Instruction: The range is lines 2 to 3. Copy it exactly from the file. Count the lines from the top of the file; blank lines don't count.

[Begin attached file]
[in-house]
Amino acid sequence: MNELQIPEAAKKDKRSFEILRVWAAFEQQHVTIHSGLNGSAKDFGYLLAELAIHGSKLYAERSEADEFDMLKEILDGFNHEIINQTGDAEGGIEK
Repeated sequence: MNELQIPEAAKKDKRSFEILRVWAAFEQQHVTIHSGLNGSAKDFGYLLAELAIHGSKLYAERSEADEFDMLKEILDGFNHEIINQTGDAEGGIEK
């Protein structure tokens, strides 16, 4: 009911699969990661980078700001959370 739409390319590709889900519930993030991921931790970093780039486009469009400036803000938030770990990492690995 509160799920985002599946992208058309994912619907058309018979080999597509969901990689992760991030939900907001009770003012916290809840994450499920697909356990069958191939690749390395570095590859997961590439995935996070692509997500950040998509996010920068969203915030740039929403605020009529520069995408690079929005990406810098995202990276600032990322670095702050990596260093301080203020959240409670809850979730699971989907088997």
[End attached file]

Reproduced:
Amino acid sequence: MNELQIPEAAKKDKRSFEILRVWAAFEQQHVTIHSGLNGSAKDFGYLLAELAIHGSKLYAERSEADEFDMLKEILDGFNHEIINQTGDAEGGIEK
Repeated sequence: MNELQIPEAAKKDKRSFEILRVWAAFEQQHVTIHSGLNGSAKDFGYLLAELAIHGSKLYAERSEADEFDMLKEILDGFNHEIINQTGDAEGGIEK